Whenever a film is being marketed, the first look of the project is almost always released in the form of photos. These so-called stills are captured on the set of a film while production is being rolled out and is done by on-set photographers. A role that goes without any spotlight put on them, on-set photographers are responsible for the images which give audiences the first impression of a movie. Junkyard Theory recently spoke to Marvel’s Eternals on-set photographer Sophie Mutevelian.
Sophie had been doing various other jobs for 10 years after university, before she decided to give a shot at unit photography. She admitted that she didn’t study photography at all; she started doing photography for various jobs till she managed to pull together a portfolio after which she used all her contacts to get jobs. Sophie added that she cold-called everyone and eventually got a call back from BBC who employed her on her first TV job called Silent Witness.
When questioned about her process of working on set, Sophie revealed that she starts by checking the call sheet for any particular production. She then asks to be introduced to the cast so that they are aware of her presence and her job since she will be interacting with them often. Sophie added that she makes it a point not to get in their eyeline during performances and also not to get in the way when cameras start rolling either.
When asked about how she manages to take photos if she is unable to shoot during a live performance, Sophie divulged that in such cases, she would talk to the first assistant director to see if she can jump in before the setup is dismantled and quickly get her images. She laughingly added that she usually gets around 10 seconds to fulfill this job. Back in the day, before the silent mirrorless cameras made getting live shots possible, Sophie had her Canon camera inside a device that would silence the mechanism so as not to let it interfere with the recording of live audio.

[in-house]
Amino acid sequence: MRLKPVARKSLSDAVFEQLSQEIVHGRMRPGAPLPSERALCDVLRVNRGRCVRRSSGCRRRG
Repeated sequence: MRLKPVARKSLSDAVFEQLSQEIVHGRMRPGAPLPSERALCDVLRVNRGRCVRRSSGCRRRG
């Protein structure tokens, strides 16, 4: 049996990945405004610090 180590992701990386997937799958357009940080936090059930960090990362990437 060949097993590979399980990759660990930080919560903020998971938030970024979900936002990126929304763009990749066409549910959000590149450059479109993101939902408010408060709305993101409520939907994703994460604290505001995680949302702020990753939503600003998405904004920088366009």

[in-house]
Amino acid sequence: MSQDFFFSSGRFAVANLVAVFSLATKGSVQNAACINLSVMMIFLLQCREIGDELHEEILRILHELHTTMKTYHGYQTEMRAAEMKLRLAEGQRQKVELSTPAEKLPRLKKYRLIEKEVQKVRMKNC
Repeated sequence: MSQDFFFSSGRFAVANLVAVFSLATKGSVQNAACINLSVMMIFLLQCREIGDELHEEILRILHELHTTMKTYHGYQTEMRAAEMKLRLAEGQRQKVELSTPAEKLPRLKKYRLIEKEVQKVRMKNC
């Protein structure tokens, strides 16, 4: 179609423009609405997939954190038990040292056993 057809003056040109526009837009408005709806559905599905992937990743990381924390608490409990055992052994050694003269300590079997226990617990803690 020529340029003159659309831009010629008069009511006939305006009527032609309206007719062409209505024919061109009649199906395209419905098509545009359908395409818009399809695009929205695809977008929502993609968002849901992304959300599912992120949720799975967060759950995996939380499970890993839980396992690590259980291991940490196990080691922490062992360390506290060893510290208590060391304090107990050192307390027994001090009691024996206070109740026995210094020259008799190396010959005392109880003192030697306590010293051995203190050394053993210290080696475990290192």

Sophie’s job also demands that she constantly be on the lookout for behind-the-scenes pictures of the director working with the cast and crew, which usually end up as BTS stills. She stated that the painful part was not being able to get the shots she knows will be stunning.
Sticking to requirements
Sophie relayed that requirements for on-set photography can vary with the production. If it was a TV production that she had been a part of for a few seasons, she would know what to do and the production would trust her by then. Others have more specific briefs on what to cover, such as a high utility stunt, a three shot of the cast, a key moment in the film, etc.
Sometimes, the brief entails that she set up a little studio away from the set and pull aside the cast for pictures that would end up on the posters.
Sophie admitted that there is pressure, since there is always only one unit photographer and they become the first link between a film and the audience due to the fact that it is their photos which provide that first look through media. Having done the job for over 10 years, Sophie revealed that she now understands what makes a good unit photograph and that she is more confident now. Despite this, she admitted that being on a massive set like Marvel’s Eternals can be a bit daunting since she was the only unit photographer on set for five months.
At the end of it all, Sophie stated that while the film tells a story with the use of multiple shots of moving pictures, it is her task to do the same with a single frame and that she has become adept at figuring out which moments convey the best moments.
Advice for future generations
Sophie stated that getting work on film sets wasn’t always easy for her at the start, and that she created opportunities, which she encourages anyone wanting to try out on-set photography to do. Working on lower-budget productions can offer one the chance to test their skills, figure things out, and learn things on the job, and thereby develop their skills through practice. She also stated that it was very important to understand set etiquette since her job entails having to maneuver people around a lot.
She shared: “Create opportunities, don’t be afraid.”
Junkyard Theory is Sri Lanka’s first and only film education platform that brings on veteran filmmakers from Hollywood as guest speakers. Their webinars, hosted by Akash Sunethkumara, have been recognised on industry sites such as “No Film School”, and the team now runs film courses for upcoming filmmakers in the country.
The full interview is now available on the Junkyard Theory YouTube channel. Scan the code below to watch it now.